Posture magazine Issue 4 2017.
In today’s world of hyper-connectivity, the new status of instantaneous celebrity has never been so coveted or easy to achieve. It’s a new age phenomenon and no one parodies it better than the living, breathing latex-clad conceptual work of art known as Pandemonia. By creating a plastic, inflatable character, the anonymous artist behind Pandemonia manifested a truly artificial celebrity that has finally achieved what all insta- celebs crave: an immutable sense of fame, youth,and allure.
CREATIVE DIRECTOR AND PHOTOGRAPHER: Morgan T Stuart
ASSOCIATE CREATIVE DIRECTOR:Douglas Cornwall, III
S T Y L I S T A S S I S TA N T: Gary Freeman
H A I R A S S I S TA N T: Mischa G
P R O D U C T I O N A S S I S TA N T: Kyle Stuart
Morgan T Stuart
“The secrecy presents Pandemonia as a blank canvas; the public can project their own stories onto her.”
Who is Pandemonia?
I’m a London-based artist and designer. My inspirations stem from the idea of beauty and the use of the female form throughout history. I’m also interested in philosophical questions about who we are and how technology is changing our sense of self.
Identity is so important to Posture’s audience and is embedded in queer culture in general. The artist behind Pandemonia is known to conceal their identity and it has left many intrigued. I have to ask, why the secrecy?
The secrecy presents Pandemonia as a blank canvas; the public can project their own stories onto her. The intrigue enhances. When the answers are not readily available, we are encouraged to think for ourselves.
During our shoot, you mentioned that all of your looks are handmade. How long does it take to make a full look and what goes into it?
Yes, It’s quite labor intensive. A head takes about a month to create. I think it’s important that it is created by the artist. Plus, I love the process. I start with drawings and plasticine maquettes, eventually working up to a pattern and then the finished piece. Ironically it looks easy and mass produced which is so Pop!
You also mentioned the delicacy of the latex that you wear. What kind of care goes into these outfits? How long does each creation last? They’re all so genius — how can they be eternally saved?
Thank you, I’m glad you like them! Yes, they are extremely fragile. They all need to be polished and stored carefully in the dark. At present I still own nearly everything I’ve made, over 70 dresses. All my work starts as a 2D pattern. I carefully archive all the patterns so they could, in theory, be infinitely reproduced.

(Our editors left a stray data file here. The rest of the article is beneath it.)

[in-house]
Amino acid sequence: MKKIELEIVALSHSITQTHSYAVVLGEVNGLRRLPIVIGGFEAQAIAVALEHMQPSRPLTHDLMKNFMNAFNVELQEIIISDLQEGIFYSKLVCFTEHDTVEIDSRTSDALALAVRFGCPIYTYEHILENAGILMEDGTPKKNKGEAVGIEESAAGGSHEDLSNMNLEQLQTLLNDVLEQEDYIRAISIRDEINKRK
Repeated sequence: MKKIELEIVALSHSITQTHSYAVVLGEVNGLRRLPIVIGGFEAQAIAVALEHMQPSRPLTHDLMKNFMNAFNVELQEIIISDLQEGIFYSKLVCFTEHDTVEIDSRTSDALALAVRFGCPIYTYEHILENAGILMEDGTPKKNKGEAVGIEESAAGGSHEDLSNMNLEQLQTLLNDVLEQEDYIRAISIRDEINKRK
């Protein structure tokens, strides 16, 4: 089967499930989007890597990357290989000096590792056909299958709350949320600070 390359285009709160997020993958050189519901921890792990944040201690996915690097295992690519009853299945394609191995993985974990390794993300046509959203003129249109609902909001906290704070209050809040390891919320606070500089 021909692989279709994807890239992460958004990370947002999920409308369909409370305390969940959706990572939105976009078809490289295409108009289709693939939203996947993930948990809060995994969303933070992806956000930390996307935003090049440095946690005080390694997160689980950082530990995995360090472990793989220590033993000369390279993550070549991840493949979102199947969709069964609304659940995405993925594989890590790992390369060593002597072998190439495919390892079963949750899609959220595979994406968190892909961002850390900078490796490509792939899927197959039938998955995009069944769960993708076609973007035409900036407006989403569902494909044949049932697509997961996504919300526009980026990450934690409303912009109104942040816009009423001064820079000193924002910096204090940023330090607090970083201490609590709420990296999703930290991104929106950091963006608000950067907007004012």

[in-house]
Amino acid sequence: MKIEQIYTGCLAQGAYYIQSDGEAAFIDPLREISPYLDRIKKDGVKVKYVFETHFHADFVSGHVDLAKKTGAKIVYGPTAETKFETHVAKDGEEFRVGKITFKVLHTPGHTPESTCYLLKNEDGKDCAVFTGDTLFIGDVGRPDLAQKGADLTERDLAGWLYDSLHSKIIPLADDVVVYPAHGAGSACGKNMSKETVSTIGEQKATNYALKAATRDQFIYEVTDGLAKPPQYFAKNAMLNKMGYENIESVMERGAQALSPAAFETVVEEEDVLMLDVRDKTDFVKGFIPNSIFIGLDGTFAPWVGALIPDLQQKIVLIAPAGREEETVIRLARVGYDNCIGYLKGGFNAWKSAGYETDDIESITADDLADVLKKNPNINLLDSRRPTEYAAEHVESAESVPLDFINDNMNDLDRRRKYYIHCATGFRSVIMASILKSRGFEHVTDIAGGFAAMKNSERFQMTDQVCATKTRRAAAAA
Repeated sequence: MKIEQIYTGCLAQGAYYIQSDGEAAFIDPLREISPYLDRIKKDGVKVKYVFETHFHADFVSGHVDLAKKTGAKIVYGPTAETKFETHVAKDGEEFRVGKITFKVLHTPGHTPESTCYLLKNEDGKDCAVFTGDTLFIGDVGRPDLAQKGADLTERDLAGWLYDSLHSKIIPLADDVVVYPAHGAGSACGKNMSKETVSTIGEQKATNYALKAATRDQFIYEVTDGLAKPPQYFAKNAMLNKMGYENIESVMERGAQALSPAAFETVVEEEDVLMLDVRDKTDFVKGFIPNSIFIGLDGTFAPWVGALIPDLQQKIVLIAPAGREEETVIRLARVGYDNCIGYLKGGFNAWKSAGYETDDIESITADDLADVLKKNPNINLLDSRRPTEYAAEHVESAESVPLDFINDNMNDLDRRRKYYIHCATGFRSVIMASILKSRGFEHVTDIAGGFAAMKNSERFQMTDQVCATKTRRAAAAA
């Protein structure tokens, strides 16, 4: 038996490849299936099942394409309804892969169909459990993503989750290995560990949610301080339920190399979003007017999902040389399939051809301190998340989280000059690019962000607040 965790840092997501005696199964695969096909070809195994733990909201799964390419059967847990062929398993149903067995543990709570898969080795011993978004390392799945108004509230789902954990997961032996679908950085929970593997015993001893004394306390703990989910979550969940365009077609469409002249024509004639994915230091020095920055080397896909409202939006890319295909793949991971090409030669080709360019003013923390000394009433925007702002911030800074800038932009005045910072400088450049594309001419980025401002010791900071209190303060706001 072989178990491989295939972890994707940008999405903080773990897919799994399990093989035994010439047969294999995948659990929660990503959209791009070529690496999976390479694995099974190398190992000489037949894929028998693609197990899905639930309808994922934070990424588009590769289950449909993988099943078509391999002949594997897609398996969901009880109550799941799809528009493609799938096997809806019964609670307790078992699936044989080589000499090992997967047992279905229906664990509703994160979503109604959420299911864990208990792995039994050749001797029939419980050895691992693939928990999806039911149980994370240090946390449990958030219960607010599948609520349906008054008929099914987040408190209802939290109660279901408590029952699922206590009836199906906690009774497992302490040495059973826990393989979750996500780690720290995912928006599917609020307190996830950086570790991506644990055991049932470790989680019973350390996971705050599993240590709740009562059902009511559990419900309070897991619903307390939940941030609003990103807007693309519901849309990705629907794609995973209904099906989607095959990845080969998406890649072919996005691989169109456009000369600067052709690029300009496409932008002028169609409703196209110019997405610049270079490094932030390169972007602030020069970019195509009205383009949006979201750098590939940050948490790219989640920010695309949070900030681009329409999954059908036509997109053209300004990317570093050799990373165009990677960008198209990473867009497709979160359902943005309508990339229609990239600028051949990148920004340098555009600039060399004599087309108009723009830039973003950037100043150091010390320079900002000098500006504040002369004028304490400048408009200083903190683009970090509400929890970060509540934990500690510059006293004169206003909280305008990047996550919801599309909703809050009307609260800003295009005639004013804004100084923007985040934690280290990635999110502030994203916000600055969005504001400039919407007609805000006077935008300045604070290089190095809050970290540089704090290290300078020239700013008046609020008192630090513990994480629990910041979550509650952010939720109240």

Many artists create work that lives on the walls of galleries, but you were brought to life and into the everyday lives of others. We’ve seen you at work events, fashion shows, industry parties, etc. What makes Pandemonia so different from the muses that are simply painted on canvas?
I like to think of Pandemonia as art-in-action. I see the divide between the gallery and “real life” fading. As technology expands, our personal lives are becoming increasingly commodified. It seemed more relevant in today’s world to make an artwork that exploits media and technology. The “glamorous” events are for me the eye of the storm. They are a center for popular culture
for very specific reasons and I think it’s important for Pandemonia to be seen at these venues.
It is commonly said that “beauty is pain,” but
you make that saying way more literal and way less cliché because you’re sealed in latex no matter the circumstance. How do you handle it?
On the surface Pandemonia is glossy and forever young, but under that veneer is a very physical experience. Con fronting these impossible ideals is an analogy for the illusions we are faced with day to day.
With the recent release of documentaries on female masking, interest in this particular subculture is on the rise. When it comes to conversation on the topic and how you fit in, opinions are always torn. Though the similarities are evident, there’s just something so different (and highly conceptualized) about Pandemonia. How do you relate to and differ from this subculture?
I’ve avoided other people’s scenes; I think it’s important to be of independent mind. Additionally, framing is critical. I’m interested in where Pandemonia is seen, the way she is perceived, and how the public interacts with her. As the author of Pandemonia, I have no control of how
she is interoperated.
“Confrunting these ie ideals is an analogy for the illusions we are faced with today.”
Is there any advice you can give to young pop artists and designers who want to be like you and look up to you?
Gosh that is a hard question. I would say, inspirations are so personal, and what you want to do might not even have a name yet. Follow your instincts and avoid mainstream categorization that will only stymie your process.
Besides being a living work of art, you’re an
artist, creative director, and fashion designer. Knowing what you’re capable of, what can we expect from you in the near future?
Closer to the idea of art outside of the gallery, fashion has become a natural step for me. I love the idea of creating statements that people can wear and interact with. I have been designing a collection of accessories that I hope to launch by the end of the year! Also, I’m collaborating with a handbag company to design a Pandemonia collection. It’s super exciting. It should be out next year, I’ll keep you posted!